Before the Omicron variant showed up, the December meeting was expected to be another step toward policy normalization. The difference is that now the ECB will probably want to retain more flexibility, given the uncertainties that Omicron injects into the economy. The meeting will therefore be more dovish than it otherwise would’ve been. That’s likely to be negative for the euro.
Bank of England: Similar to the ECB
Something similar could be said about the Bank of England Monetary Policy Committee (MPC) meeting. A few days ago, many people in the market were looking for a 15 bps hike at this meeting to bring the Bank’s base rate up to 0.25%. That’s because inflation is well outside their target range and the labor market, which the MPC has said is the key to the outlook, has continued to improve despite the end of the government’s job furlough scheme in September.
Recently however those views have changed. The market has pushed out its expected date for “lift-off” to the February meeting.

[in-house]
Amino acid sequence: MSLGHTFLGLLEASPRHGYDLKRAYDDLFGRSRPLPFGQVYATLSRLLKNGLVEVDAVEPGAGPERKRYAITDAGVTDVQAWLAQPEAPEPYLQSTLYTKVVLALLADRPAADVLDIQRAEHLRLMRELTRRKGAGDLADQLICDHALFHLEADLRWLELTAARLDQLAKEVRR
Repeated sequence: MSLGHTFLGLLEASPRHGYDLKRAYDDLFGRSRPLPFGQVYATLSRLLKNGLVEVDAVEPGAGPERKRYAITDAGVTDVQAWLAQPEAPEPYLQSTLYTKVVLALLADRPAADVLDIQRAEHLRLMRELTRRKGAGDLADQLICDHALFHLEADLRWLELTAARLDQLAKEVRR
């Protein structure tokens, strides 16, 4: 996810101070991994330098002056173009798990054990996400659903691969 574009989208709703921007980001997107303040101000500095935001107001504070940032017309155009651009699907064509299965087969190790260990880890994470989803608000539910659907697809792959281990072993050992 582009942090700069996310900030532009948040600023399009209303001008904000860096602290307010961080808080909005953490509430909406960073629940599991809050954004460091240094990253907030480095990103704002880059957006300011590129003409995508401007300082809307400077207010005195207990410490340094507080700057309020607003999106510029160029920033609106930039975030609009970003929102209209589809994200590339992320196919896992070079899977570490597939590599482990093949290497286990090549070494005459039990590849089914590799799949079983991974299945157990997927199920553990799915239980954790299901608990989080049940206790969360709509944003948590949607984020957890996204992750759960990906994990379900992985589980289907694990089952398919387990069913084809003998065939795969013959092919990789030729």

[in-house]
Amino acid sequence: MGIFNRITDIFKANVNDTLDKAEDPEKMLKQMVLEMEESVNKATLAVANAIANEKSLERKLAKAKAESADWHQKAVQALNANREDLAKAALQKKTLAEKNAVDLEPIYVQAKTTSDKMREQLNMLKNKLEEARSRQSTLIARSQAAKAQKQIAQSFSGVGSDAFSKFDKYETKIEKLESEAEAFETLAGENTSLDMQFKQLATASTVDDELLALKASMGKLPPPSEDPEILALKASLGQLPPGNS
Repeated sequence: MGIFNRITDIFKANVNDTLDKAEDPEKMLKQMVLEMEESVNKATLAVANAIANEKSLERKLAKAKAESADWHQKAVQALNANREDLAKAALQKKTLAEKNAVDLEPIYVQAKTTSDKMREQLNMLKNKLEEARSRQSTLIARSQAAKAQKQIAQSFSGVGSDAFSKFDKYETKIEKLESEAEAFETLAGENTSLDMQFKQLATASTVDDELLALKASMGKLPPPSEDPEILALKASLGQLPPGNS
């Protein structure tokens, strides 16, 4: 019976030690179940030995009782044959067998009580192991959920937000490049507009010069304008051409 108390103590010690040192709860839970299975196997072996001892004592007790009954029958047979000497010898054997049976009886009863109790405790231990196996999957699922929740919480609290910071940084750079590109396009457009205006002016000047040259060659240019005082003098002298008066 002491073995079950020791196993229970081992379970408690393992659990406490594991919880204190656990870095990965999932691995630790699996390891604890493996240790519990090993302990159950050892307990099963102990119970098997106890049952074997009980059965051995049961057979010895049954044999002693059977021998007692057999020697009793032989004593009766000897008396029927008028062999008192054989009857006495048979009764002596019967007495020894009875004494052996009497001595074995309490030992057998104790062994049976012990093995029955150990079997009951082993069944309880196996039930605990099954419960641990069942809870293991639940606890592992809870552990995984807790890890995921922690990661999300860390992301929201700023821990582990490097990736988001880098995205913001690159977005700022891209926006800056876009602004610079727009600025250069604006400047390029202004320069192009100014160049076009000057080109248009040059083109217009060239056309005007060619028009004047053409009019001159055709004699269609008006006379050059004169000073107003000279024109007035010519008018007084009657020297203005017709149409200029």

With virus cases rising and the Government instituting “Plan B,” a new series of measures to restrict gatherings, it just wouldn’t do for the Bank to pile on the pressure right now. Plan “B” includes work-from-home guidance that will deal yet another blow to central city businesses and weaken the already-weakening growth. We can look to the experience of other central banks, such as the Reserve Bank of New Zealand and the Reserve Bank of Australia, which have had had to temporarily shelve their normalization plans in response to similar actions by their governments.
As MPC member Michael Saunders – described by one commentator as an “arch-hawk” –said last week, “…given the new omicron Covid variant has only been detected quite recently, there could be particular advantages in waiting to see more evidence on its possible effects on public health outcomes and hence on the economy.” “Could be particular advantages” is typical British understatement for “we better.”